Skip to main content

There Is a Little Black Spot on the Sun Today

Dear Members and Constituents,
This morning I would like to discuss pain with you. I realize this is an odd topic, perhaps even taboo in our hedonistic society where “have fun” has become the new “see you later”. We don’t think about it. We don’t talk about it. We avoid it (except, perhaps, those who consider pain pleasurable). We even avoid people who are in it because it makes us feel uncomfortable. Lately, I’ve been considering the notion that a little pain in our lives may be good for us. Not only does it help us better appreciate good health, it also reminds us that in the grand scheme of things we are feeble transitory things. Perhaps the attitude prior generations held towards self-mortification as a way to keep the flesh in check has some merit. I must admit I find the notion of heroically enduring pain as a means to purification somewhat appealing. Don’t get me wrong, I am not advocating self-flagellation or ritual injury (nor am I in favor of any sadomasochistic practice). I am simply suggesting a different attitude towards pain may be healthier than our current avoidance techniques.

At first blush, it seems easier to embrace certain kinds of pain. I consider this category “clean” pain (e.g. sharp pain coming from an external object). As I dig deeper, I find it harder to embrace the other, “dirty” pain (e.g. bowels, arthritis, lower back). I acknowledge this dirty pain probably has the same benefits to our psyche as clean pain. And what about enduring discomfort, heat, hunger, humidity, bad smells? Those too probably have some merit.

As we become more accepting of pain, our ability to appreciate pleasure should increase. Imagine you’ve just gotten over the pain from stubbing your toe when suddenly a sweet aroma comes wafting by. Your new awareness leads you down the hallway where you suddenly realize the source: donuts. Your heart races, your pupils dilate and your mouth starts to water. Scott Leif (donut boy) passes by you as a blur having delivered the bounty of four dozen donuts. You take a bite and your taste buds dance at the explosion of flavor reaching them. Fortunately, you don’t need to imagine… just come on down (to stubbing optional) and enjoy a donut (or two)

Happy Friday!

P.S. Another topic that is a bit painful for me is re-chartering the club every time we start a new rotation. Our current donut rotation goes through November 5th. Unless I hear otherwise from you over the next couple of weeks, I will assume those of you in the “to” line wish to continue your membership in the club.

Comments

Popular posts from this blog

Family and Friends

Friends,
I’m trying to maximize the time I spend with friends and family while in Ecuador. My dad had nine siblings, my wife’s dad 15. As you might imagine, my cousins and their families are fairly numerous (despite the fact five of my dad’s brothers didn’t marry or have children). Then there’s my wife’s family and my childhood friends. Needless to say, there is never enough time to see everyone, despite a valiant effort. Of course, I’m also working from “home”. Corny as it may sound, working half a world away, I realize I miss my Windstream “family” and I look forward to seeing you soon. In the meantime, there are donuts, here today courtesy of John Huddleston.  So, enjoy some comfort food with regards from my Cuenca family (pictured) to you!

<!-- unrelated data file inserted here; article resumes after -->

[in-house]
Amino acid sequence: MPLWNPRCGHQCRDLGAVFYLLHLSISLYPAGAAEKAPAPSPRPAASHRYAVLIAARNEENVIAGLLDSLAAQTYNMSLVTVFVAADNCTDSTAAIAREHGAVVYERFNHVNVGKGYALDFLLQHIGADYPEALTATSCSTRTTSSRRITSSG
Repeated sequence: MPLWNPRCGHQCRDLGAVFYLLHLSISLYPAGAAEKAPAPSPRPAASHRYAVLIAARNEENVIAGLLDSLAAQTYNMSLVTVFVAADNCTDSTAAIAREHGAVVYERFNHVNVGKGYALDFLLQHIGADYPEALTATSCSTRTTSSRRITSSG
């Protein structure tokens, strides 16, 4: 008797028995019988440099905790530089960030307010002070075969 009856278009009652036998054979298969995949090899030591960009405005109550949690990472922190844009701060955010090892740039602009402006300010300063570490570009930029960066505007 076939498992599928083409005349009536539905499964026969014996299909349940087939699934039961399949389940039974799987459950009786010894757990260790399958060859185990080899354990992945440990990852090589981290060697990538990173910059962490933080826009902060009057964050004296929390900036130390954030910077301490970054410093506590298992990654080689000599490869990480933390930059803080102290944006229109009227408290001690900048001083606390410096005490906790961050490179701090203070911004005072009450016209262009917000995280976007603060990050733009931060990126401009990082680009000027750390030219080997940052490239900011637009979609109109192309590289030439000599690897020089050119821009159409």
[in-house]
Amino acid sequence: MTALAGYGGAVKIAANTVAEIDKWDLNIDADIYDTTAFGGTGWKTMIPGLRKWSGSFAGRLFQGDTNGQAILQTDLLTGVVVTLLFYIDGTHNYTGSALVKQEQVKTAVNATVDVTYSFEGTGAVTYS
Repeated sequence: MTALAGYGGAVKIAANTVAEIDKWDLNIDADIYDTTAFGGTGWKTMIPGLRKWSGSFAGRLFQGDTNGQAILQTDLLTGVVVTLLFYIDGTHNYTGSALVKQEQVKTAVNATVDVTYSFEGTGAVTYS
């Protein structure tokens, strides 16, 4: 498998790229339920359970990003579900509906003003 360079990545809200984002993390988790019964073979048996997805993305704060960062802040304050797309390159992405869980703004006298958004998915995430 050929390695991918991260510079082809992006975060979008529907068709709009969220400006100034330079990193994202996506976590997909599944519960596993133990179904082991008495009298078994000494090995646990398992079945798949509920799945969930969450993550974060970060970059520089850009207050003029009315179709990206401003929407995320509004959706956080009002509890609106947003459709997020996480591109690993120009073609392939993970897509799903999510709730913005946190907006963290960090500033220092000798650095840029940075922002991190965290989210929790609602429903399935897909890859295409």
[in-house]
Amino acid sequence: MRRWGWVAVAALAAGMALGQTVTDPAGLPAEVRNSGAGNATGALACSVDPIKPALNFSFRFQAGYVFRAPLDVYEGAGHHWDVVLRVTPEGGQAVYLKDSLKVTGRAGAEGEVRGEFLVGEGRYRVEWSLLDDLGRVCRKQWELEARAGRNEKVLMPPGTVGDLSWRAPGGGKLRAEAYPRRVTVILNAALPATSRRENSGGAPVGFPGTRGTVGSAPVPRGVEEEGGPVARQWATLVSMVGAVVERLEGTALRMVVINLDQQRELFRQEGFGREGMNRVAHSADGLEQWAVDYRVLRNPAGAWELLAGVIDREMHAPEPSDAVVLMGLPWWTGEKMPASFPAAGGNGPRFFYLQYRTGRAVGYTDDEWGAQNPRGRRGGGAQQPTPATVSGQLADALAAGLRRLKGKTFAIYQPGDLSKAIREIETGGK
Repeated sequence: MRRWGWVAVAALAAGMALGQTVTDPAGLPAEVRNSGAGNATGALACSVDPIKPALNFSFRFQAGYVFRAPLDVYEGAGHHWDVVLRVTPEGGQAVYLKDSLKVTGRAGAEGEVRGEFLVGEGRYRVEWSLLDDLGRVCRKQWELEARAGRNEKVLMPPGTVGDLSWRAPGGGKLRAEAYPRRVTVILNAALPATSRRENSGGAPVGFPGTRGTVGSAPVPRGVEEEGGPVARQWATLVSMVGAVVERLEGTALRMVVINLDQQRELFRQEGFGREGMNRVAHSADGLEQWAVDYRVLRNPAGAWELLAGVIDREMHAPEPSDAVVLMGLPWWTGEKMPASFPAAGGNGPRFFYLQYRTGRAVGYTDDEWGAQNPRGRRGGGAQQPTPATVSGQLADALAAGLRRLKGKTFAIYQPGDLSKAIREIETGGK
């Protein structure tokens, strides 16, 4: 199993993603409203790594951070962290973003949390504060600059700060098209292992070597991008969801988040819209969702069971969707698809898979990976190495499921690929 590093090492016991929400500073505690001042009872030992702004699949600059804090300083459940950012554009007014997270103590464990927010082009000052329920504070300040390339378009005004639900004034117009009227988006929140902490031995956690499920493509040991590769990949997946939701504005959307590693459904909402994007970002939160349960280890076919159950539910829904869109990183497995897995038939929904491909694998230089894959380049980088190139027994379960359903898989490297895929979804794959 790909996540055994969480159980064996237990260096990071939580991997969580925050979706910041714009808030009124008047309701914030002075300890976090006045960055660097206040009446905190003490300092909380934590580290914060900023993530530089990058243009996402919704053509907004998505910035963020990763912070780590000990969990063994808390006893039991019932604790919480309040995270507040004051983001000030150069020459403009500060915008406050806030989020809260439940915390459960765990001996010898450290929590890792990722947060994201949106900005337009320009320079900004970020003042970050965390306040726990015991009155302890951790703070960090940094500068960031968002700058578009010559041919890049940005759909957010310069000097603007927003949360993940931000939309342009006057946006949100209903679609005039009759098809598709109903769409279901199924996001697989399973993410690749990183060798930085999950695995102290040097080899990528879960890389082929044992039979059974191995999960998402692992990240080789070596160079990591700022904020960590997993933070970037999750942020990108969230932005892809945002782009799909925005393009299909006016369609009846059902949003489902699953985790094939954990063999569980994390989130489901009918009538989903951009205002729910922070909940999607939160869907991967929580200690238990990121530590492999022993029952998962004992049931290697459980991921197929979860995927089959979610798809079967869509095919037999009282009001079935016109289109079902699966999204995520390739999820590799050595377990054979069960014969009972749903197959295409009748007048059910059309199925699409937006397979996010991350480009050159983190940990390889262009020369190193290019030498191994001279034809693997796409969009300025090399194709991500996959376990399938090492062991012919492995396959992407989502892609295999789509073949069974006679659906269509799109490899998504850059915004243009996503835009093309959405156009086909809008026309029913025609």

White Flour Donuts of Color

Friends, As a whiteperson of color, I’ve always been somewhat irked by the compulsion to categorize people into neat boxes. Most people don’t fit neatly into boxes. When given a choice between “white” or “Hispanic” (check one), I realized these boxes provide a false choice.  Why does the government care what category I opt into? The way I see it, these questions on so many forms probably don’t cause division and social injustice, but they do keep the conversation going. I propose a write-in campaign (similar to elections). Most of these forms now contain an “Other” field where you can write-in your ethnic or racial background. What if we all wrote-in “Transracial”. If one or two of us do it, no big deal. If it catches-on, maybe someone will take notice and report on how silly this categorization variable is. Speaking of boxes, a dozen donut box is sitting in its usual spot, so come get your transracial self some sugar!
Happy Friday!

Of Mergers and Donuts

Friends, This week marked the completion of CenturyLink’s acquisition of Level 3. This transaction combines my most recent former employers accounting for 17 years of my career. It gives Level 3 the opportunity to rid itself of the brackets in its logo (the universal symbol for negative financial results) and CenturyLink the opportunity to rid itself of Glen Post.  As the two companies work to integrate, they will have several considerations to make. A name. If recent history is any indication, the name will likely be CenturyLink. Still, we in the peanut gallery like to contemplate the possibilities. Since a century is 100 years, why not combine the numbers in both companies’ names. How about we call the company 300 (100 x 3) --a valiant, yet doomed group of people.Integration. Having unofficially coined the terms red and blue network when executives said we have to stop using the terms Level 3 and Global Crossing networks, I feel like the conventio…